West Coast “Gun Protection Orders” Violate Constitutional Rights
November 17, 2016 (Fault Lines) — Gun ownership is arguably one of America’s hottest and most polarizing discussion topics. As shootings pop up with alarming regularity, more and more people keep pushing for “common sense” gun regulation, if not a complete ban on civilian gun ownership. Now Washington joined California as the latest state to pass legislation as asinine as a “Blue Lives Matter Bill.” All that is needed for either state to strip a person of their Second Amendment rights is a form of “gun restraining order,” depriving a party of their constitutional due process rights.
California’s “gun violence restraining order” law allows “immediate family members” to request such an order if a person can show a “substantial likelihood the respondent would [pose] a significant danger, in the near future, of personal injury to himself, herself, or another.” In those cases, a cop can serve the “gun violence restraining order” on the respondent, who is then required to surrender all firearms in his or her possession to the local police department.
Such orders can last up to three weeks before a hearing, at which point petitioners must prove by “clear and convincing evidence” returning the respondent’s firearms is a bad idea. If a party convinces a judge, the “restraining order” goes into effect for a year. After a year’s time, the order may be renewed for another 365 days if the petitioner can still meet the “clear and convincing” burden of proof.
Washington, not to be outdone by California in its quest to purge the state from nasty shooty things that go bang, extended the scope of those who may petition for their “extreme risk protection order” to include “dating partners,” unwed parents of children and former roommates. The Evergreen state also lowered the burden of proof at the hearing to “preponderance of the evidence.” After the initial ex parte deprivation of two weeks’ time, Washington petitioners merely need to show a “reasonable fear” the respondent “poses a significant danger to self or others.” If a petitioner can prove this nebulous standard with a burden of proof reserved for civil trials, the “extreme risk” order is extended to a year.
As Reason’s Jacob Sullum notes, Washington’s wording is far worse than California’s, as it requires neither a “substantial likelihood nor evidence that the threat is imminent.” In other words, if Matthew Corrigan lived in Washington state and his relatives got scared something might happen after the botched search resulting from his call to a suicide hotline, a quick trip to the court house and filing out a few forms means the Iraq War veteran lost another right he fought so hard for the rest of us to keep. The “extreme risk protection order” doesn’t exclude law enforcement, so if Gregg Bigda worked in Aberdeen instead of Springfield, Massachusetts, a girlfriend could call in an order and Bigda loses his guns.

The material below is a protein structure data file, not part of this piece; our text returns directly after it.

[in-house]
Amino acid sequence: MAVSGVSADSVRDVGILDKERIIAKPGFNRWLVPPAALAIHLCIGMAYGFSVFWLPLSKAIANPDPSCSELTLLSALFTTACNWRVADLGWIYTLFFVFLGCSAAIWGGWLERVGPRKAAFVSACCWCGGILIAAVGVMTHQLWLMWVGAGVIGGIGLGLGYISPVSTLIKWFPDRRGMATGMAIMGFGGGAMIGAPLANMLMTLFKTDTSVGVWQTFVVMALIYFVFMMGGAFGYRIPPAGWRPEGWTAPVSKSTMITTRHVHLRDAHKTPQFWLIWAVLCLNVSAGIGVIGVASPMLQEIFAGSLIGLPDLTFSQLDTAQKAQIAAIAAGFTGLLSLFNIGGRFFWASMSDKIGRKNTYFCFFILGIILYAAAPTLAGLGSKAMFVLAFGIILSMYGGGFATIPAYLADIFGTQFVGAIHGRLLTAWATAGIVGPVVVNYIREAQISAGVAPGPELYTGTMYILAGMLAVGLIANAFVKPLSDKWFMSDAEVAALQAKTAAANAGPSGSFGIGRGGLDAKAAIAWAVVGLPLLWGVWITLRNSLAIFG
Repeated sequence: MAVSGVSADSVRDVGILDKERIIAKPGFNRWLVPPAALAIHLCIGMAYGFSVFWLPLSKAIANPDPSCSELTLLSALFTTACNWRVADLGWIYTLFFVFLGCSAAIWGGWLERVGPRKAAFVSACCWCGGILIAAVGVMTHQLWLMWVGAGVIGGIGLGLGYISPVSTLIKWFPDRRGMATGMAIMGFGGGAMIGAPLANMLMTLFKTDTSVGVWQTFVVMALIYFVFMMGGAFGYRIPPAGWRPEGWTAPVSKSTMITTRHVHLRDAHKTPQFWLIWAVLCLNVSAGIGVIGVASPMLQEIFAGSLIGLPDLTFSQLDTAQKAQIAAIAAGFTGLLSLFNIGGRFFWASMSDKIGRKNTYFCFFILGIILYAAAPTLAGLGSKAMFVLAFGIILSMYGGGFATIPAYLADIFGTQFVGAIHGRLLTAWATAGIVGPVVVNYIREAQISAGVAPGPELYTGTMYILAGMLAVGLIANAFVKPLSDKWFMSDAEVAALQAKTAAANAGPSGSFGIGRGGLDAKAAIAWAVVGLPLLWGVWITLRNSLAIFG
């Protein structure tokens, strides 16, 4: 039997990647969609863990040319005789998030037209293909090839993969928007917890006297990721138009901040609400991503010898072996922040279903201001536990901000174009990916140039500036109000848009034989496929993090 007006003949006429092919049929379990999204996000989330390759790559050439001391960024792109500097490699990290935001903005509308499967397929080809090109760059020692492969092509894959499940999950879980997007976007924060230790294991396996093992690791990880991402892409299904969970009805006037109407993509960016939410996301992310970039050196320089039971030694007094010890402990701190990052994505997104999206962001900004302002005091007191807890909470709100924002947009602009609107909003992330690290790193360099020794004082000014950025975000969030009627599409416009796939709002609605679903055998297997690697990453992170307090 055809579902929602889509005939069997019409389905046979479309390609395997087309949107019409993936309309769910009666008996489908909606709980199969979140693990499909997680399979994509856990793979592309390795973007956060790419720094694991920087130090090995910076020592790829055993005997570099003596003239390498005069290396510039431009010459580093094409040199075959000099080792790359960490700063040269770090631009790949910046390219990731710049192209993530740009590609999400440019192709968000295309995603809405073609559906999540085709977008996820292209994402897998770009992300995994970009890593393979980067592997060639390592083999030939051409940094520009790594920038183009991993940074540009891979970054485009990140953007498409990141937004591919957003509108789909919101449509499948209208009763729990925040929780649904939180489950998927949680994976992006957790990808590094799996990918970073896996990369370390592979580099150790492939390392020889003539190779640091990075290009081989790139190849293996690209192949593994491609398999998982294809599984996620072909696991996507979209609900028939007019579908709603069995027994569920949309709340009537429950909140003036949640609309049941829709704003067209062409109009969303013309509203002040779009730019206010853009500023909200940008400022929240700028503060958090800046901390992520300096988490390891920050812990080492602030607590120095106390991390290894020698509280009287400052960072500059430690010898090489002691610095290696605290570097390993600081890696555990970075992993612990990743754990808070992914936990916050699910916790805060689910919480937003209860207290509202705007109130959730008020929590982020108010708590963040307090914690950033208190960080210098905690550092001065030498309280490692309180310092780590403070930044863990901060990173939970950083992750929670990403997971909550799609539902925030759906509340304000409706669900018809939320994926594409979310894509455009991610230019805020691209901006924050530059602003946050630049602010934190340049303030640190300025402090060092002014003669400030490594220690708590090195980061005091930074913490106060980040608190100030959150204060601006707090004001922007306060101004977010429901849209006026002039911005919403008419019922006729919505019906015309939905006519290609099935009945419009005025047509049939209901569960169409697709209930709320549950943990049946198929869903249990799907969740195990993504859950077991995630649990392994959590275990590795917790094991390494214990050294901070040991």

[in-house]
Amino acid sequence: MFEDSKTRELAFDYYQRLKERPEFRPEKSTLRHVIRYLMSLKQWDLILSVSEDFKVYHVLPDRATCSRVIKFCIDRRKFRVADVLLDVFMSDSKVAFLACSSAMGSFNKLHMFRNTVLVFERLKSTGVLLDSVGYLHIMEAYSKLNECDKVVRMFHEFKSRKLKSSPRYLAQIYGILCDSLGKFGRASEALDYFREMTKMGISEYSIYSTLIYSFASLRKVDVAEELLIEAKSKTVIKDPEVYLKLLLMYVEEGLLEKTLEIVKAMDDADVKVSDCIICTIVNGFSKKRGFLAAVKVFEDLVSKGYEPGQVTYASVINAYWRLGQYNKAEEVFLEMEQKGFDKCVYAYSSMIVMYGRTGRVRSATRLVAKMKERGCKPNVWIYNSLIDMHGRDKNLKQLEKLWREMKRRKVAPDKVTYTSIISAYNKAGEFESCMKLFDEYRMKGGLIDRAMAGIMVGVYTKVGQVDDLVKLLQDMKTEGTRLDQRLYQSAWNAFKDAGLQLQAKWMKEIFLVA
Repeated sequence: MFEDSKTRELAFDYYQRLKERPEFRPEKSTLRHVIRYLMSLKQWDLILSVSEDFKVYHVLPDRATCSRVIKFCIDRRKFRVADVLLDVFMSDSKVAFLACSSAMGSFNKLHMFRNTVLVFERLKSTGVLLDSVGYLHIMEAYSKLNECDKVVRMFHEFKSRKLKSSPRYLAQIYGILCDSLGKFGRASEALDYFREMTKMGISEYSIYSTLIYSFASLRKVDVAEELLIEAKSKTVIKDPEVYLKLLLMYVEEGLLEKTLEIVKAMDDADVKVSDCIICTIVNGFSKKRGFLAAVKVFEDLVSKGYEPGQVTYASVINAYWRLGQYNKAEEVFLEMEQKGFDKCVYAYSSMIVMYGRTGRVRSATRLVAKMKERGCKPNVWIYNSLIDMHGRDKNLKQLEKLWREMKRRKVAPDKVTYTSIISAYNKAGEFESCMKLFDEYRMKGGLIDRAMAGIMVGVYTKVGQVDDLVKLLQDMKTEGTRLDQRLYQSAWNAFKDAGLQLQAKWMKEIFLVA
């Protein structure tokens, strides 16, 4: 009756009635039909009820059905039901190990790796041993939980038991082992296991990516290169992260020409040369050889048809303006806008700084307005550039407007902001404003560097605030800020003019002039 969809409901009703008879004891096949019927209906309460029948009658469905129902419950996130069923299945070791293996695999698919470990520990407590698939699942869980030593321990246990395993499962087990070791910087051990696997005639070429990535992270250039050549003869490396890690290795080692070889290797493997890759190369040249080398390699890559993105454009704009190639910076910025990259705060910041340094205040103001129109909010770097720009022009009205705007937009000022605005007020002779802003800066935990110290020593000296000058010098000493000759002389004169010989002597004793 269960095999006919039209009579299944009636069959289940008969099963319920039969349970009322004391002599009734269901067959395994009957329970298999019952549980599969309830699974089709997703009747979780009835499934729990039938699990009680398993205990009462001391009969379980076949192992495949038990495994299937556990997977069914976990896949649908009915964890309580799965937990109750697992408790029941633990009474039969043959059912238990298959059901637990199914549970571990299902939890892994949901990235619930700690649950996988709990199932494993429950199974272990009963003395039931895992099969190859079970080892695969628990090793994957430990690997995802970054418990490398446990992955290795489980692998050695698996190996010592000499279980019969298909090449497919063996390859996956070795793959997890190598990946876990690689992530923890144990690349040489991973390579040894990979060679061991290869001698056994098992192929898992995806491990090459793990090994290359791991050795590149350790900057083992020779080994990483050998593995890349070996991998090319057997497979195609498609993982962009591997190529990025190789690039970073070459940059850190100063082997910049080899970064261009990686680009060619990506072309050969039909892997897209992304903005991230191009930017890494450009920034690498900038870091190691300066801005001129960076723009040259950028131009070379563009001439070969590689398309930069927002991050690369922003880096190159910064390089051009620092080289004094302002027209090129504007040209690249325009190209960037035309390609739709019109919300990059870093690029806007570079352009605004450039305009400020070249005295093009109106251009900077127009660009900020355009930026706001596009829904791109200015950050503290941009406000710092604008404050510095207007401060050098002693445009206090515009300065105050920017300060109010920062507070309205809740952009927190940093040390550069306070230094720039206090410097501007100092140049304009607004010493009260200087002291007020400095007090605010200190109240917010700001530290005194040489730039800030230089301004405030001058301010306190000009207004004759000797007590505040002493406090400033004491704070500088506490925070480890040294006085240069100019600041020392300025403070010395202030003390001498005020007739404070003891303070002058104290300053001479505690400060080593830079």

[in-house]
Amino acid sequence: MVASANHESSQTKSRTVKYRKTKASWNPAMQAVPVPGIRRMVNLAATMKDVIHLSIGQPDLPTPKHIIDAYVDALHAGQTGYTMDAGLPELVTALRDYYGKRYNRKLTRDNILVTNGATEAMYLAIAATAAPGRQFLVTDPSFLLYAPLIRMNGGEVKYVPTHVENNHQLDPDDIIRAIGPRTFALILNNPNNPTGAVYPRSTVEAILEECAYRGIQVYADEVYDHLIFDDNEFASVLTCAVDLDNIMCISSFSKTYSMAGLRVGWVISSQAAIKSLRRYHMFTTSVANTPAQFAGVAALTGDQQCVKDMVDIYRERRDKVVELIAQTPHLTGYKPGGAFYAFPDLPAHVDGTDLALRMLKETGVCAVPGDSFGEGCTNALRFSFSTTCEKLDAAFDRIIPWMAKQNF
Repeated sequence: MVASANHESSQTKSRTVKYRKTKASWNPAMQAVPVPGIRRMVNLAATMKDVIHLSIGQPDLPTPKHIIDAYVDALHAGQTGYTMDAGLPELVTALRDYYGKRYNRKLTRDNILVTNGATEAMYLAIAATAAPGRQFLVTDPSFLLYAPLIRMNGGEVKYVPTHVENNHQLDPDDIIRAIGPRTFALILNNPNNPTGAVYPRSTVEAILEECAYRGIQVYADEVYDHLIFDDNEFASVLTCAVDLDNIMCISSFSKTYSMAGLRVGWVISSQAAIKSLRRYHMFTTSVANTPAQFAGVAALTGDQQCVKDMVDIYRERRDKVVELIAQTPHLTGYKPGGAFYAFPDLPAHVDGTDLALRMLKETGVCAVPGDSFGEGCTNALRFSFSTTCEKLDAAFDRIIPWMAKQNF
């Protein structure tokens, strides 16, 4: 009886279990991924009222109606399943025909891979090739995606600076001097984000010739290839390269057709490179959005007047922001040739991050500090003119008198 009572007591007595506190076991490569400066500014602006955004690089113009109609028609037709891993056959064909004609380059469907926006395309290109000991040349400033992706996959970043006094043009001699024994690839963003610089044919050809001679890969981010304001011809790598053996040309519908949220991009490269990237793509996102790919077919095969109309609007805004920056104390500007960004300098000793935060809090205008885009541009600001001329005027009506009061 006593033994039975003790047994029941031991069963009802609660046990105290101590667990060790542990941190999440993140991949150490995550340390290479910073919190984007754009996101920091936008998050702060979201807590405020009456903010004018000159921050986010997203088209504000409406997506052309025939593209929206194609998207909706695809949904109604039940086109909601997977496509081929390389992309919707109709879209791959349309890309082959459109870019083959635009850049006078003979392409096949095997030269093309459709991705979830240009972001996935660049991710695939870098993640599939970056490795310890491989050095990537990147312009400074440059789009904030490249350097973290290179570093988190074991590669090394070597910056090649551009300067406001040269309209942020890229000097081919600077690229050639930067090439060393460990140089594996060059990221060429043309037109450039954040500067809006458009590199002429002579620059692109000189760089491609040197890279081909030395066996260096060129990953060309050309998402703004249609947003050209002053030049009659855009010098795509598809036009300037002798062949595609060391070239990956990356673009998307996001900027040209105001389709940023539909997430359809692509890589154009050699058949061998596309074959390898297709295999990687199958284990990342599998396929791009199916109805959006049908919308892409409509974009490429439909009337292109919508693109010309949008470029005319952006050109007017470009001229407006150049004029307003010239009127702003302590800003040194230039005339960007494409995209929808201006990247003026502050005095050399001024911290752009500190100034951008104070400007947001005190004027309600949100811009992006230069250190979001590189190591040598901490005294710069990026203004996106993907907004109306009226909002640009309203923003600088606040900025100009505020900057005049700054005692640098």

Due process isn’t just cast to the wind in Washington’s new law. The new statute allows “extreme risk protection order” hearings to be conducted via telephone “to protect a petitioner from potential harm.” This ostensibly violates the accused’s Sixth Amendment right to confront their accuser, since petitioners just have to call the court, express fear for their safety “make assurances” they are who they say they are, and then the hearing can proceed. This new “trial by iPhone” method of protecting those afraid of gun violence effectively creates a new Star Chamber type of proceeding, and almost seventy percent of Washington’s voters welcomed this constitutional violation with open arms.
Why should those of us who don’t live in California or Washington be concerned about these new laws? Jacob Sullum boils it down to a key element many voters might have overlooked in both states. In the face of potential gun deaths, judges are prone to err on the side of caution, denying respondents their Second Amendment rights.
[By] combining a vague criterion (“significant danger”) with a light burden of proof (preponderance of the evidence), Initiative 1491 gives judges license to do what they probably will be inclined to do when confronted by a worried or frightened petitioner: err on the side of what seems to be caution by issuing the order, even if the respondent in all likelihood poses no real threat to himself or anyone else. And once someone loses his Second Amendment rights, that fact makes a decision about whether to lift an order or let it expire even easier.
Expect more states to pose “initiatives” like this in the coming months as a “reasonable” and “sensible” method of reducing or eliminating gun violence. If and when such a measure appears on ballots for your state, be concerned. What appears a “sensible” and “reasonable” method to protect others from potential gun violence is really a deprivation of Constitutional rights wrapped in a nice package “for your safety.” The fact such laws are worded for your “protection” don’t sanitize that fact.